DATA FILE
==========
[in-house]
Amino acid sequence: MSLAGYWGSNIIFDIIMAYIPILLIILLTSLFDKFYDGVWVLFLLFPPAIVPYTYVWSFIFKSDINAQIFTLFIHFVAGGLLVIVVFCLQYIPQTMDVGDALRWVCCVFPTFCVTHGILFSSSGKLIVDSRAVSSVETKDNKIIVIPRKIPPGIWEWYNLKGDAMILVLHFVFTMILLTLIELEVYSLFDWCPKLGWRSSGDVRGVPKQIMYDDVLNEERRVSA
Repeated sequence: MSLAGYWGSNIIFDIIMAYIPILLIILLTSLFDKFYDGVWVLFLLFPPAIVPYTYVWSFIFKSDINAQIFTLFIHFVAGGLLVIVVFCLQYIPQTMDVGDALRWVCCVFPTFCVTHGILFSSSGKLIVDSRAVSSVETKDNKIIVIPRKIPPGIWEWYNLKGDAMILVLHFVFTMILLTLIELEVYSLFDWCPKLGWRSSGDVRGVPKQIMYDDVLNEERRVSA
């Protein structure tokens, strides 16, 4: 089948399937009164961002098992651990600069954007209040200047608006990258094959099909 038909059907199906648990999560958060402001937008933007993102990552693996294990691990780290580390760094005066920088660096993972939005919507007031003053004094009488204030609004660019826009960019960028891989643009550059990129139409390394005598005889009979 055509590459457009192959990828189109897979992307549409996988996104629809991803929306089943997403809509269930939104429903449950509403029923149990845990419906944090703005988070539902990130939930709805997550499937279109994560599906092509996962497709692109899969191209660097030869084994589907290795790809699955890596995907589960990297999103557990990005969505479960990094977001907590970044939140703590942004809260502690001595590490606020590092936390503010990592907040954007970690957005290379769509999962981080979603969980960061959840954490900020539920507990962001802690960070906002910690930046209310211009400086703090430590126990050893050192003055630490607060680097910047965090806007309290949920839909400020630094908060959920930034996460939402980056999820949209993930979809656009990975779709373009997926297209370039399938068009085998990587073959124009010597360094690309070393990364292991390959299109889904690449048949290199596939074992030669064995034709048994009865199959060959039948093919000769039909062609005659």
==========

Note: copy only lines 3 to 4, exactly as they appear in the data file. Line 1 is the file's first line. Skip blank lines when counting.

Repeated sequence: MSLAGYWGSNIIFDIIMAYIPILLIILLTSLFDKFYDGVWVLFLLFPPAIVPYTYVWSFIFKSDINAQIFTLFIHFVAGGLLVIVVFCLQYIPQTMDVGDALRWVCCVFPTFCVTHGILFSSSGKLIVDSRAVSSVETKDNKIIVIPRKIPPGIWEWYNLKGDAMILVLHFVFTMILLTLIELEVYSLFDWCPKLGWRSSGDVRGVPKQIMYDDVLNEERRVSA
């Protein structure tokens, strides 16, 4: 089948399937009164961002098992651990600069954007209040200047608006990258094959099909 038909059907199906648990999560958060402001937008933007993102990552693996294990691990780290580390760094005066920088660096993972939005919507007031003053004094009488204030609004660019826009960019960028891989643009550059990129139409390394005598005889009979 055509590459457009192959990828189109897979992307549409996988996104629809991803929306089943997403809509269930939104429903449950509403029923149990845990419906944090703005988070539902990130939930709805997550499937279109994560599906092509996962497709692109899969191209660097030869084994589907290795790809699955890596995907589960990297999103557990990005969505479960990094977001907590970044939140703590942004809260502690001595590490606020590092936390503010990592907040954007970690957005290379769509999962981080979603969980960061959840954490900020539920507990962001802690960070906002910690930046209310211009400086703090430590126990050893050192003055630490607060680097910047965090806007309290949920839909400020630094908060959920930034996460939402980056999820949209993930979809656009990975779709373009997926297209370039399938068009085998990587073959124009010597360094690309070393990364292991390959299109889904690449048949290199596939074992030669064995034709048994009865199959060959039948093919000769039909062609005659």